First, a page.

Jamia Millia Islamia (JMI) University has decided to conduct semester examinations online and has released guidelines for the same on Thursday.
In the guidelines, the varsity has asked the students to ensure power supply and advised them "to log in at the portal at least 30 minutes in advance from the examination starts to avoid any last-minute hurry". "If you are late in logging in or in completing your verification process you will lose that time," the guidelines read.
"Students are required to take the test strictly from a separate room with no other person present in the room during the entire duration of the examination. Any presence of a second person in the room anytime during the test duration will be fit ground for the cancellation of the examination of the student," the guidelines added.
Meanwhile, the JMI exams have triggered a massive concern from former Jammu and Kashmir Chief Ministers Mehbooba Mufti and Farooq Abdullah.
The PDP leader on Friday said that the varsity's decision to "hold exams in proctored online mode which requires laptops & high-speed data for three hours is deeply problematic for students hailing from J&K". "Request them to look for alternatives so that these bright minds don’t suffer," she added.
Meanwhile, the National Conference (NC) chief called JMI's online exams as "elitist" and "incognizant of the ground realities in J&K".
"The guidelines that students would be responsible for ensuring electricity and internet for the complete duration of the test and the students would be responsible for any lapses on that front, are elitist in nature defeating the inclusiveness that JMI stood for since its inception. The guidelines are also indifferent to issues faced by the students across J&K in general. The guidelines have failed to take cognizance of the issues faced by students on different accounts,” Outlook India quoted Abdullah as saying.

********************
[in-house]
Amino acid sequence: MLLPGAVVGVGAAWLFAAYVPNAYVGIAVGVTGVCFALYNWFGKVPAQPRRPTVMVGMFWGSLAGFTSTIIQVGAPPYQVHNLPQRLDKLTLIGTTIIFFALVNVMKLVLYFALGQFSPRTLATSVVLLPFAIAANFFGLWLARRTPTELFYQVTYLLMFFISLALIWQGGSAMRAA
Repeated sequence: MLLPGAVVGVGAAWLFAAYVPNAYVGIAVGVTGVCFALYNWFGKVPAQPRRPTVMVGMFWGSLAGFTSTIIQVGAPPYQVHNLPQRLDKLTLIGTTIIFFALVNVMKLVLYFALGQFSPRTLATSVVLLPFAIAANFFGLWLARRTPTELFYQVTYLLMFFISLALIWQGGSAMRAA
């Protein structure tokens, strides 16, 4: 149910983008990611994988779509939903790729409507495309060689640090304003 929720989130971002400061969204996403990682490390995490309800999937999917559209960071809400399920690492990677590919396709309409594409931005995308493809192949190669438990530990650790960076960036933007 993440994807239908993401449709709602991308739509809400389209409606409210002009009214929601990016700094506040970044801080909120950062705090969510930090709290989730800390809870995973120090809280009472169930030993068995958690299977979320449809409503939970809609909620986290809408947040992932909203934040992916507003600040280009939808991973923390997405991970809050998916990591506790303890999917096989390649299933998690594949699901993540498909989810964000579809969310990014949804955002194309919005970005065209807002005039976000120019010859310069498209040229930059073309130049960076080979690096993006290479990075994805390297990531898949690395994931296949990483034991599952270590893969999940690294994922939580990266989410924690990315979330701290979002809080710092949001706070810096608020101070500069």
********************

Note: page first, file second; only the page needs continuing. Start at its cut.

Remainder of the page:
“How on earth could the poor students ensure steady power supply during the online exams, not all households’ have alternative arrangements of electricity? The entire exercise requires downloading of several apps and uploading written materials in PDF format. How can students do it on their phones boasting feeble 2G connectivity, leave aside internet, even the smartphones aren’t available to all," he added.
"The decision has apparently been taken in isolation, not taking into cognizance the prevailing internet situation and economic condition of students hailing from J&K,” Abdullah further said.
Meanwhile, Mufti also spoke to JMI's Controller of Examinations and he has "assured to make necessary changes". "Spoke to Jaffrey sahab, Controller examinations at Jamia about problems faced by students from J&K who have to take exams through proctored online mode.He assured to make necessary changes & suggested that students unable to take these exams email," Mufti tweeted.